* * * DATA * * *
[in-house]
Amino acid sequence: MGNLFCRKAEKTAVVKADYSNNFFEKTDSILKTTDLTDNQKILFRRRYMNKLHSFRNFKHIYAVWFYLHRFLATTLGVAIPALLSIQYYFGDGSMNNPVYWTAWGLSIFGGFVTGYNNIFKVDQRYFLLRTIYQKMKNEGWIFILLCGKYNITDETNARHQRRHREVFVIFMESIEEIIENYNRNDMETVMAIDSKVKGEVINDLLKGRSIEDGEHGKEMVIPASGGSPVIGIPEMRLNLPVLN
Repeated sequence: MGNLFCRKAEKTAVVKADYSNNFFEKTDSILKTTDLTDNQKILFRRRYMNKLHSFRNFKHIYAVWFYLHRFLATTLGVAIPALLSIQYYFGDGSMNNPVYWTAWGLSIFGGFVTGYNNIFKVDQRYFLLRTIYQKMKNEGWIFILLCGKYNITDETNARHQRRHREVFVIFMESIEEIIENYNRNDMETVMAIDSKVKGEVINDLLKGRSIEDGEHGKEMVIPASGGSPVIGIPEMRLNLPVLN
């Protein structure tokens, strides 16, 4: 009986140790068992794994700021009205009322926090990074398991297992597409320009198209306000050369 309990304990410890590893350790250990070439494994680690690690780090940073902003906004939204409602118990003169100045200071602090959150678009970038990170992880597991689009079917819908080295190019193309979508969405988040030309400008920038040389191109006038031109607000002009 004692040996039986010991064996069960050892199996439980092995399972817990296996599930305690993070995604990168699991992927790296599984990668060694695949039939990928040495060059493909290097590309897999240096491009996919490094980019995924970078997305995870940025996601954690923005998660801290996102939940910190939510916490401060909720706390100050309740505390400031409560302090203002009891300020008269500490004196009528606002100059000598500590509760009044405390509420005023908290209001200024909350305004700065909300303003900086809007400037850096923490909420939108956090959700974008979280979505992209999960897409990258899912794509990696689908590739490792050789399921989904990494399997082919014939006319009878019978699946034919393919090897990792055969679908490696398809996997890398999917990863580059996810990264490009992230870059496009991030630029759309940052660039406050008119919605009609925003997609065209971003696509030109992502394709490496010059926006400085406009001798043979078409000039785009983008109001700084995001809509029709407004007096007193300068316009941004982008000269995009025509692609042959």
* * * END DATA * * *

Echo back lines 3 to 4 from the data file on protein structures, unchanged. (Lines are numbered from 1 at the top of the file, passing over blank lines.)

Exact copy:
Repeated sequence: MGNLFCRKAEKTAVVKADYSNNFFEKTDSILKTTDLTDNQKILFRRRYMNKLHSFRNFKHIYAVWFYLHRFLATTLGVAIPALLSIQYYFGDGSMNNPVYWTAWGLSIFGGFVTGYNNIFKVDQRYFLLRTIYQKMKNEGWIFILLCGKYNITDETNARHQRRHREVFVIFMESIEEIIENYNRNDMETVMAIDSKVKGEVINDLLKGRSIEDGEHGKEMVIPASGGSPVIGIPEMRLNLPVLN
């Protein structure tokens, strides 16, 4: 009986140790068992794994700021009205009322926090990074398991297992597409320009198209306000050369 309990304990410890590893350790250990070439494994680690690690780090940073902003906004939204409602118990003169100045200071602090959150678009970038990170992880597991689009079917819908080295190019193309979508969405988040030309400008920038040389191109006038031109607000002009 004692040996039986010991064996069960050892199996439980092995399972817990296996599930305690993070995604990168699991992927790296599984990668060694695949039939990928040495060059493909290097590309897999240096491009996919490094980019995924970078997305995870940025996601954690923005998660801290996102939940910190939510916490401060909720706390100050309740505390400031409560302090203002009891300020008269500490004196009528606002100059000598500590509760009044405390509420005023908290209001200024909350305004700065909300303003900086809007400037850096923490909420939108956090959700974008979280979505992209999960897409990258899912794509990696689908590739490792050789399921989904990494399997082919014939006319009878019978699946034919393919090897990792055969679908490696398809996997890398999917990863580059996810990264490009992230870059496009991030630029759309940052660039406050008119919605009609925003997609065209971003696509030109992502394709490496010059926006400085406009001798043979078409000039785009983008109001700084995001809509029709407004007096007193300068316009941004982008000269995009025509692609042959």